Beauty, Glamour + Fashion

How to Create Luxury Beauty Photos Anywhere (and on a Budget)

March 15, 2019

By Angela Marklew

Photos © Angela Marklew

Whether it’s a hobby or your career, photography is an expensive undertaking. From the hardware to the software and all the little things in between, the costs really add up. In addition, it can be daunting to think you need to rent a studio to create a professional-looking set of images.

This simply isn’t the case.

Out of necessity, I’ve become adept at creating beauty images from pretty much anywhere, and 95 percent of the time, “anywhere” is not a traditional studio. At times self-imposed or due to client limitations, I’ve also become familiar with working on tight budgetary restraints while maintaining a consistent level of quality.

Let me share a few of my secrets with you.


Just because you can’t yet afford lights or a studio space doesn’t mean you can’t shoot amazing beauty images out in the world using natural light. I think learning to manipulate natural light is one of the most important things a photographer can have in his/her arsenal. As far as I’m concerned, the sun is my best and most versatile light source.

The series of images above were all shot out in the world, using untouched sunlight. When shooting this way, I often try and use hard shadows to add some visual interest. I remain aware of the concept’s color palette and will move my subjects until any distracting elements or colors in the background are gone.

If you want to go for something softer, open shade is going to be your friend. And since we’re shooting beauty photos, you don’t even need a lot of it!

These images were all shot outdoors in open shade. I almost always use a reflector to fill in the shadows when working in open shade. If you don’t have a reflector, try a white bed sheet for a softer fill or tin foil for something more specular.


For this set, I knew I wanted the quality of sunlight, but I wanted a studio feel. I simply opened my garage—it’s an older building with wooden doors that open upwards, creating an overhang area of open shade. I then stopped down enough to ensure that the background would be a deep and solid black. To make sure I got catchlights in the model’s eyes and to fill in shadows under her chin, I had my makeup artist hold a gold card just out of frame.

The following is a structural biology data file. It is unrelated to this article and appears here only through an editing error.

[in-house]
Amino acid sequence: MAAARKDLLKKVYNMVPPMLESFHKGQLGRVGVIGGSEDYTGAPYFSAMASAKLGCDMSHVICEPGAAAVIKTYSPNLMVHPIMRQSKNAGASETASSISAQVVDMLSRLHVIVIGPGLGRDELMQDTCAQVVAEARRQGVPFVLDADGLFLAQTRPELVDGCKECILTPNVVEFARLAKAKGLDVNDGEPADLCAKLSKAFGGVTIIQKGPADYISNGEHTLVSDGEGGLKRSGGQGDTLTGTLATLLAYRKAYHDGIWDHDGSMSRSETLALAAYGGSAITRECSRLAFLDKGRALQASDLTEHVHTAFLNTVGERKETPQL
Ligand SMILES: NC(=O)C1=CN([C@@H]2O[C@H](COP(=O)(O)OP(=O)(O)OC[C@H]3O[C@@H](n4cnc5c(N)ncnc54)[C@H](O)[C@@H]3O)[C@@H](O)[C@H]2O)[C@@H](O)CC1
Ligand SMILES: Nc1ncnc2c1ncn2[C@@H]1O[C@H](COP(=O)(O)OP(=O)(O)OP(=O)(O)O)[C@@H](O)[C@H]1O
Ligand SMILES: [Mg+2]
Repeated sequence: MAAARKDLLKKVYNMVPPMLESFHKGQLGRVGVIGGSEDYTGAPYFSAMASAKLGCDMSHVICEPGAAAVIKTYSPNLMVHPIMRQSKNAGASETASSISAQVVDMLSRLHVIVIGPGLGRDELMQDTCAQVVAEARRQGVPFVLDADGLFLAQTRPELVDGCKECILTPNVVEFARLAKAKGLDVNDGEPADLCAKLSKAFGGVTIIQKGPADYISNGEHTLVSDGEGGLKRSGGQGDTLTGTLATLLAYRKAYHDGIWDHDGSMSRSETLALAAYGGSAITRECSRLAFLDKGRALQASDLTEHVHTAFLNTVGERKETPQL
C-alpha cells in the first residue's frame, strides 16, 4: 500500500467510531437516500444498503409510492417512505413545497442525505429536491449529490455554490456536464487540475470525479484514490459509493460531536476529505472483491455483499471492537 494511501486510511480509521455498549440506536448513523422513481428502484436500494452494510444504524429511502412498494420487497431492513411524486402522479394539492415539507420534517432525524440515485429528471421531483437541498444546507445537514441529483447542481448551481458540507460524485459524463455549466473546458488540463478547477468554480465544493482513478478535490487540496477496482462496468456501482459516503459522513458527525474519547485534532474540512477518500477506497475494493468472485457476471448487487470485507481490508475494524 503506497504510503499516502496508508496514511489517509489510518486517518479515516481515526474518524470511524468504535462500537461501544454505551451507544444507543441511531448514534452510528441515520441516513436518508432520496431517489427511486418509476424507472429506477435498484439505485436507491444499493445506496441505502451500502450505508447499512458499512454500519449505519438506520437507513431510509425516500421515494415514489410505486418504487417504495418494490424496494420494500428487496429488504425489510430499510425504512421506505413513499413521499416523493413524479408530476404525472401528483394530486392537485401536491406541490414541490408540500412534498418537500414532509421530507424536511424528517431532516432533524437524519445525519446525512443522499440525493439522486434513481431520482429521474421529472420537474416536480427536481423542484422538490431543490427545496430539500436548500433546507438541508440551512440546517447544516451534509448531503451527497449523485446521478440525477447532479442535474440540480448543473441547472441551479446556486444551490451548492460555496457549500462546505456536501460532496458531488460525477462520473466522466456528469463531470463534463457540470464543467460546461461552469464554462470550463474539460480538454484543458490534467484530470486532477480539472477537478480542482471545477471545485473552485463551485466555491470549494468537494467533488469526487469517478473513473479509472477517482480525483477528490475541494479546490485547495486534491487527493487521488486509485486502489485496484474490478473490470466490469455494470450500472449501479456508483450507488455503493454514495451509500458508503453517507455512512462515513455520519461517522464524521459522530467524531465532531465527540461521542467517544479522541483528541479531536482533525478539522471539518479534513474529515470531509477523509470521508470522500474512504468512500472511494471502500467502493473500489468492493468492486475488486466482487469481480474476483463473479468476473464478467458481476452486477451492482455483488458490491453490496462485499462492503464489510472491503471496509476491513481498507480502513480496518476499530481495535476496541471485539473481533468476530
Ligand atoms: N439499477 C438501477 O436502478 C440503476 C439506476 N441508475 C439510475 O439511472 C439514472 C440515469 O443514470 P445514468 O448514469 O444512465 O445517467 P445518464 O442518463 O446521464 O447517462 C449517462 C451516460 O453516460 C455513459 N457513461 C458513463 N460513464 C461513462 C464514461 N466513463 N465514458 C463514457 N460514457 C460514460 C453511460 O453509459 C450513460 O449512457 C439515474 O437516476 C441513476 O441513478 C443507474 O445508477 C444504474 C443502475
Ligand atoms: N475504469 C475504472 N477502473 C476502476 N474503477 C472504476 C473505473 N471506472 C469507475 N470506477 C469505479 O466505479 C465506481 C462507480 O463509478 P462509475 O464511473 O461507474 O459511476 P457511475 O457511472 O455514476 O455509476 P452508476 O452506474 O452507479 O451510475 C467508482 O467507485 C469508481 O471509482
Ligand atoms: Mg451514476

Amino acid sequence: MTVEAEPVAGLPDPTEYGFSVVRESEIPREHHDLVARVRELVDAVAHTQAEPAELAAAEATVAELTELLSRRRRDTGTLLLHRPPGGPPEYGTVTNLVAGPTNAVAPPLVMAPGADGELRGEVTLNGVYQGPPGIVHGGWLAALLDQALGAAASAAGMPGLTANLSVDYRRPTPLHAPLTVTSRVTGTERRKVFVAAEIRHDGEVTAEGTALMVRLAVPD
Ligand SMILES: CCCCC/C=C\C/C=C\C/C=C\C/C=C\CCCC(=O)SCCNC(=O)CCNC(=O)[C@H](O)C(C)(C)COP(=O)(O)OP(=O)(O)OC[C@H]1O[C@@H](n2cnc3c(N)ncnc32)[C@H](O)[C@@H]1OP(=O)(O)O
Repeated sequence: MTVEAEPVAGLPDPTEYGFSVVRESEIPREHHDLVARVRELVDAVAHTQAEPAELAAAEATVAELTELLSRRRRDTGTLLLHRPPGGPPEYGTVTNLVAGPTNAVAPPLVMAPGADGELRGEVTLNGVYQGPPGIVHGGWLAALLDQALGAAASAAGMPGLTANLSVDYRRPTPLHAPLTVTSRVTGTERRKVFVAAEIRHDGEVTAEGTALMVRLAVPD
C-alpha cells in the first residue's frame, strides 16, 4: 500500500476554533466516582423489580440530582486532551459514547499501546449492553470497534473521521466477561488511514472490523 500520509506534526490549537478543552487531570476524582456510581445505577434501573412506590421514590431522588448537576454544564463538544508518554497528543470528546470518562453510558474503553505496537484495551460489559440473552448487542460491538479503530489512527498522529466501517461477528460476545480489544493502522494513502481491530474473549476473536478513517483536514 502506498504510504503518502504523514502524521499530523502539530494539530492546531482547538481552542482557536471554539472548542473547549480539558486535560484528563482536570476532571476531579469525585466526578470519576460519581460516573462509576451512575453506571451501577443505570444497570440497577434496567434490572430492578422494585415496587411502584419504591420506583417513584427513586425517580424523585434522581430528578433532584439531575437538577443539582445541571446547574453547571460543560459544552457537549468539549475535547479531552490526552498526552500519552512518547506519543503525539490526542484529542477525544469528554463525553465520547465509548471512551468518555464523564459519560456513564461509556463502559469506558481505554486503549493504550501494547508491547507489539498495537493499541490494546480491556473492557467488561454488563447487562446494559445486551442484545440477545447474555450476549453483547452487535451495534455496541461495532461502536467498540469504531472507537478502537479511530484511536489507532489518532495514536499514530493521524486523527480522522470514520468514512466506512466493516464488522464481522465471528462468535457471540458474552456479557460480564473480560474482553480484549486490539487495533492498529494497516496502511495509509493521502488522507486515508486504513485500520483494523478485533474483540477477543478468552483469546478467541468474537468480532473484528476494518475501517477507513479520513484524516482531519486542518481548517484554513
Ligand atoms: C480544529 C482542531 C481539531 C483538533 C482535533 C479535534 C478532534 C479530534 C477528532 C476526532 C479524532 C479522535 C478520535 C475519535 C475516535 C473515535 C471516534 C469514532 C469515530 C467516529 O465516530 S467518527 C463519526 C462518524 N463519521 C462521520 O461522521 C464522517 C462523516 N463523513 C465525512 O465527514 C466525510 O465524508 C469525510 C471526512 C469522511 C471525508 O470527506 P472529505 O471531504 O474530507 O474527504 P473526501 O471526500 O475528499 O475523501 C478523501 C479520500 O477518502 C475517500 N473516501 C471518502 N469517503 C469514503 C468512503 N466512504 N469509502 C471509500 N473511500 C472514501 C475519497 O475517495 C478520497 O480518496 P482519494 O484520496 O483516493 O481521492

Something like this can be achieved almost anywhere; all you really need is some open shade for the model to stand in—I like to find areas of open shade that butt up against areas of sunlight—and a solid color in the background. A simple wall works just fine.


I shoot the majority of my personal beauty work in a space measuring roughly 6 x 9 feet (aka, my living room).

My go-to beauty setup is a single strobe bounced into a parabolic silver umbrella. I typically place the light directly above my head or slightly to my right. Depending on the level of shadow intensity I’m looking for, I always have a round reflector on hand to act as fill when needed. I use a 100mm macro lens—my go-to for beauty. With this minimal setup, I can easily achieve a variety of looks.

The one inherent problem with my small space, and using a fairly hard light source, is that I often get a shadow on the backdrop. If I want to eliminate that, I simply place a second light (bounced into an umbrella) behind the model, pointed in the direction of the offending shadow.  This will give much cleaner backdrops, and it allows me to shoot wider on lighter colors. If I angle the light a little bit toward the model, I can get beautiful soft highlights on the side of her face, too.

The moral of the story: You don’t need a studio, a ton of space or fancy gear to create compelling beauty images. All you need is some imagination and perseverance.

Angela Marklew is a beauty, fashion and portrait photographer based in Venice, California. Before she was a photographer, she worked as a chemist testing explosives for the Canadian government.


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